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Using charcoal and insulin to treat liver cancer
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[This idea has two sections: use charcoal to stablise liver failure in liver cancer patients, then use insulin potentiation therapy to treat the cancer. The details of the idea are in the link provided below]

Once liver cancer gets to the stage of causing liver failure, bilirubin and other toxic waste products normally filtered by the liver start accumulating in the blood. If not removed, these can be harmful.

While liver dialysis is possibly the best option to remove these toxins, this option is not provided to several patients - for example, those seen as 'terminally ill' in state-run institutions, or where insurance does not cover it.

One option is treating liver failure with oral activated charcoal ingestion. For example, see research letter: "Liver Failure in Protoporphyria: Long-Term Treatment With Oral Charcoal" in link. That patient about received 40 gm of activated charcoal per day.

With the impact of liver failure mitigated, Insulin Potentiation Therapy could be used to treat liver cancer. A forum thread in the link describes a case of successful treatment of inoperable Cholangiocarcinoma (cancer of the bile ducts in the liver) with Insulin Potentiation Therapy. The protocol for IPT is described in several patents and websites (see link)

sonam, May 29 2011

Using charcoal and insulin to treat liver cancer https://docs.google...27IujI8nuo&hl=en_US
Using activated charcoal to mitigate the effect of liver failure, allowing for treatment of liver cancer with insulin potentiation therapy [sonam, May 29 2011]

[sonam]'s link as a link http://www.jpeds.co...64)80548-5/abstract
no charge for this service [po, May 31 2011]


       1) You can insert links by clicking the [link] link, which you'll find just below the text of your idea.   

       2) In the paper you cite, is charcoal a treatment for liver failure, or is it a treatment for *porphyria* (one particular cause of liver failure)? Looks like the latter, to me. Stipulate, arguendo, that liver failure causes symptoms primarily through the accumulation of toxins in the blood. This is a large, and incompletely characterized collection of chemicals, not all of which will be effectively removed from the body by activated charcoal in the lumen of the gut. Porphyrins: yes, other molecules: probably not.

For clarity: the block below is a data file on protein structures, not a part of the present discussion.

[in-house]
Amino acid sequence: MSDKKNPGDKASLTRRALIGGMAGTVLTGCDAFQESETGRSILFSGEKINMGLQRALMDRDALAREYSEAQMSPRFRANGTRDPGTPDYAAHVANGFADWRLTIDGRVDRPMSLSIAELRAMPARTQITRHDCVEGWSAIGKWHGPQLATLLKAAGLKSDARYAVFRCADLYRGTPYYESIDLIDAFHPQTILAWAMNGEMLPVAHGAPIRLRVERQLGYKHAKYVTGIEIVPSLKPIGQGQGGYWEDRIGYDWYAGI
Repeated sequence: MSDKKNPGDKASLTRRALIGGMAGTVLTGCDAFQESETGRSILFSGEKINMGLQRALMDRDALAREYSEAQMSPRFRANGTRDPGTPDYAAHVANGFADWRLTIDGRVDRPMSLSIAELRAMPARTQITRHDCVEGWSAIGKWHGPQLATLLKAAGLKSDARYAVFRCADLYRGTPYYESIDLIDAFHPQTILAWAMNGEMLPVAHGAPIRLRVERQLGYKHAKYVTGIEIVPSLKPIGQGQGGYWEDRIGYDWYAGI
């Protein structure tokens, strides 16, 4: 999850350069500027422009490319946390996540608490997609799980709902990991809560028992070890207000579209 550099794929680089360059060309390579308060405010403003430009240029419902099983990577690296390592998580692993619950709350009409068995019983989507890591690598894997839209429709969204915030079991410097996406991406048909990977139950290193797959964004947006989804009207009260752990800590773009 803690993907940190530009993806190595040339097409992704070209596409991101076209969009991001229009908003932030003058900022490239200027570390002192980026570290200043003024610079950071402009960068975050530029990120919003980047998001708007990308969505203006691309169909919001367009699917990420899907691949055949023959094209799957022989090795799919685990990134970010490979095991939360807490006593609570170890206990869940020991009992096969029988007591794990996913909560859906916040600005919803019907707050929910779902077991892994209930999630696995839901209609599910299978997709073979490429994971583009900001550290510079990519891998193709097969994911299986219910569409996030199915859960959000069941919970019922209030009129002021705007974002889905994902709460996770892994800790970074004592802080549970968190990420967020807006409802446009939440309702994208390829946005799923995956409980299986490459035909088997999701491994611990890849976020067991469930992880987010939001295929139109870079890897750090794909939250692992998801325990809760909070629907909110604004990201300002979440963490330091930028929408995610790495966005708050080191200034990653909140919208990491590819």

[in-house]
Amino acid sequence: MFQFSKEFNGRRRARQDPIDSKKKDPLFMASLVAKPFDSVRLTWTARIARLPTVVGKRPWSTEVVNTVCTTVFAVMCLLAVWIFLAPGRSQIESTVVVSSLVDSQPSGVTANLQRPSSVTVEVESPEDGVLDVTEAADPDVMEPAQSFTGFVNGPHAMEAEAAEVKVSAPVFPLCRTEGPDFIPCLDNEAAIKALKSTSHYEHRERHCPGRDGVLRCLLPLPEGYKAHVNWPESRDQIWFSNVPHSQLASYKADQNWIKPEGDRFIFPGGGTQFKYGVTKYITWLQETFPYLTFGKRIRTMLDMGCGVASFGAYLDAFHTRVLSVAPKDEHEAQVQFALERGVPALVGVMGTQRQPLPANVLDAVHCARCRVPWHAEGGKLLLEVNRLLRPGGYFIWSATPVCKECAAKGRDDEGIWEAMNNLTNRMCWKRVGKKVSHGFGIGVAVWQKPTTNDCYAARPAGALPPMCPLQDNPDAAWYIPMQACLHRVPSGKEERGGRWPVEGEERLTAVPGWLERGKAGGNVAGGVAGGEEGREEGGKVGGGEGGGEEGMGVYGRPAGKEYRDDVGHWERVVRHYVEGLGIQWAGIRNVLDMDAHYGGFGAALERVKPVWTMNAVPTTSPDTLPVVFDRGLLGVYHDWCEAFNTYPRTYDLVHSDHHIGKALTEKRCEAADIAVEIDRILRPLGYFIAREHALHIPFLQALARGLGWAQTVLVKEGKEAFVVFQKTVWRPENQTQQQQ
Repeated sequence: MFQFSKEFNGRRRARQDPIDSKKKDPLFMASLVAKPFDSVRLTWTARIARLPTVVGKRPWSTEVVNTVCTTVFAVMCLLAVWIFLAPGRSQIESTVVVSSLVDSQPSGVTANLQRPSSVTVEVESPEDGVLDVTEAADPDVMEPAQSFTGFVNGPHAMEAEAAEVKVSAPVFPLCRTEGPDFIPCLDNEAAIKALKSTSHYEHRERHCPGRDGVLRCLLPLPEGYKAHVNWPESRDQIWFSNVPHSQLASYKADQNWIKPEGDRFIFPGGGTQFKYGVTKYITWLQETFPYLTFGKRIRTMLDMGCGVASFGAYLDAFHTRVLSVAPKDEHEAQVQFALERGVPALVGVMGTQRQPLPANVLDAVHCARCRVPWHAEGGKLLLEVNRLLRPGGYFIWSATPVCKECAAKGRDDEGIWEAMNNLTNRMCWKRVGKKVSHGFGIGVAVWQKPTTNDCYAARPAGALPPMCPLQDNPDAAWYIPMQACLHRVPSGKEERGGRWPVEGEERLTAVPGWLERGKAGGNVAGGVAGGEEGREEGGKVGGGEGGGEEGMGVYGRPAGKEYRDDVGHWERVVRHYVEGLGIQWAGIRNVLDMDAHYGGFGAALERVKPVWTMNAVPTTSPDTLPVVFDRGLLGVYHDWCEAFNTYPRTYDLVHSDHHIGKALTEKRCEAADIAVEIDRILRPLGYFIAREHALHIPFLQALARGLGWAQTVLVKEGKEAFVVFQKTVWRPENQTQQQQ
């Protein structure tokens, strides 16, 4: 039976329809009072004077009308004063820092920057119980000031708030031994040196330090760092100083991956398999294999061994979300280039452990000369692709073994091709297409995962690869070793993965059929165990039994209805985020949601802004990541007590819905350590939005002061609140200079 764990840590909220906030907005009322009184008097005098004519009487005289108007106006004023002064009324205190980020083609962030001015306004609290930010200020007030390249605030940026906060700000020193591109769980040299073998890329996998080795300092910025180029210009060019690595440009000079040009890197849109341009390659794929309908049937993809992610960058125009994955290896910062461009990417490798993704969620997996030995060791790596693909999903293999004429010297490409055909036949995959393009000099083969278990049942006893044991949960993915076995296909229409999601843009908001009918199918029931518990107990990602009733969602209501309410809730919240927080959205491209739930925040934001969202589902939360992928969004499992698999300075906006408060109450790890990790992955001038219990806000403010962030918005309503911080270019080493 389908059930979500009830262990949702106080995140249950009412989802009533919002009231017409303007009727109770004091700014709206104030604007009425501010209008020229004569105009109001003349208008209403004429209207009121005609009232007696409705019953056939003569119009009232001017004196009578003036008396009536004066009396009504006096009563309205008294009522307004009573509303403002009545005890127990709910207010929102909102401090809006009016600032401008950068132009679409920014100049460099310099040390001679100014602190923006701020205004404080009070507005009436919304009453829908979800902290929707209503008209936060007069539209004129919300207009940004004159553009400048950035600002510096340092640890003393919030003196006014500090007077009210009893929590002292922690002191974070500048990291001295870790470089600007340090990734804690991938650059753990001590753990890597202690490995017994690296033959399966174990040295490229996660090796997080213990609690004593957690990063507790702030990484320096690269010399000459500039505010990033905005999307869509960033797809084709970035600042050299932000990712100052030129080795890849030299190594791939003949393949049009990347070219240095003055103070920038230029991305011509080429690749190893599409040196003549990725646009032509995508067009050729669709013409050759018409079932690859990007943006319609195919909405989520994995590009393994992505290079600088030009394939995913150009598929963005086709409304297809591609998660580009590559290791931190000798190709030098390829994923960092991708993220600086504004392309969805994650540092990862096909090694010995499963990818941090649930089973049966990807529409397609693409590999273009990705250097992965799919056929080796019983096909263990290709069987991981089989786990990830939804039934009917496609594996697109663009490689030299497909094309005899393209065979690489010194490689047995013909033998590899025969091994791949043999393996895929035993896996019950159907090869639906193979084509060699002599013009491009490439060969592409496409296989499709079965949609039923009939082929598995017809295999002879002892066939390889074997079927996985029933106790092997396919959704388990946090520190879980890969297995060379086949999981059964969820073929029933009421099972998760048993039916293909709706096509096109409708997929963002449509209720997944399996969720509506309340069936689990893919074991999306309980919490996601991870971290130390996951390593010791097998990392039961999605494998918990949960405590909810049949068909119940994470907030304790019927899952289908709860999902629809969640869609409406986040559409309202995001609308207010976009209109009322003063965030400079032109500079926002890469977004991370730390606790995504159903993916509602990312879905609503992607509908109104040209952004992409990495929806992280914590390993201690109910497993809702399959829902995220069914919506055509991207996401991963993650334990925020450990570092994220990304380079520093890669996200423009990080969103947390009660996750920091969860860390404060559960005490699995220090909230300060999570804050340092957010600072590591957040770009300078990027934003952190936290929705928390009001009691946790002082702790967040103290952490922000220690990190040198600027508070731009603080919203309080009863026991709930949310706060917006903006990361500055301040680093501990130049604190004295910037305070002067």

3) Nonetheless this idea is better than nothing, e.g. for hoi polloi in state-run health institutions. The usual technique is to induce diarrhea, with an osmotic laxative, traditionally lactulose.
mouseposture, May 29 2011

       The liver is a giver. Meaning that it makes important stuff. Charcoal is not one of these things and so feeding people charcoal does not address that aspect of liver failure.   

       Charcoal does not bind bilirubin or other blood breakdown products as those things are in the blood and the charcoal is in the gut.   

       Charcoal does not help against hepatic encepalopathy because presumably whatever lack or excess causes it, it is in the blood.   

       Insulin potentiated chemotherapy is an interesting idea but has not been developed because of the lack of money to be made, and consequent lack of sponsors interested in funding the clinical trials necessary to show it if brings any improvement to standard chemo. Generally IPT is the province of laetrille merchants and other snake oil salesman who do not stand to profit from rigorous clinical trials of their approaches.   

       Link did not work for me.
bungston, May 31 2011

       Everyone - lets keep our language simple. This is halfbakery after all :).   

       Orally ingested charcoal _is_ effective reducing blood bilirubin in newborns. See (remove spaces from URL): http://www.jpeds.com/ article/S0022-3476(64)80548-5/ abstract   

       IPT has been beneficial in the real world cases and lab studies have shown that it increases chemo's effectiveness by upto 10000 times. However, it has not attracted much research. Perhaps this is because there isn't much profit to be made from insulin and also because it requires careful medical supervision during administration to bring the patient safely in and out of the hypoglycemic (low blood sugar) state.
sonam, May 31 2011

       Though you obviously have good intentions, you should change the title a bit, as the first impression is that this idea is in bad taste.
bob, Jun 01 2011


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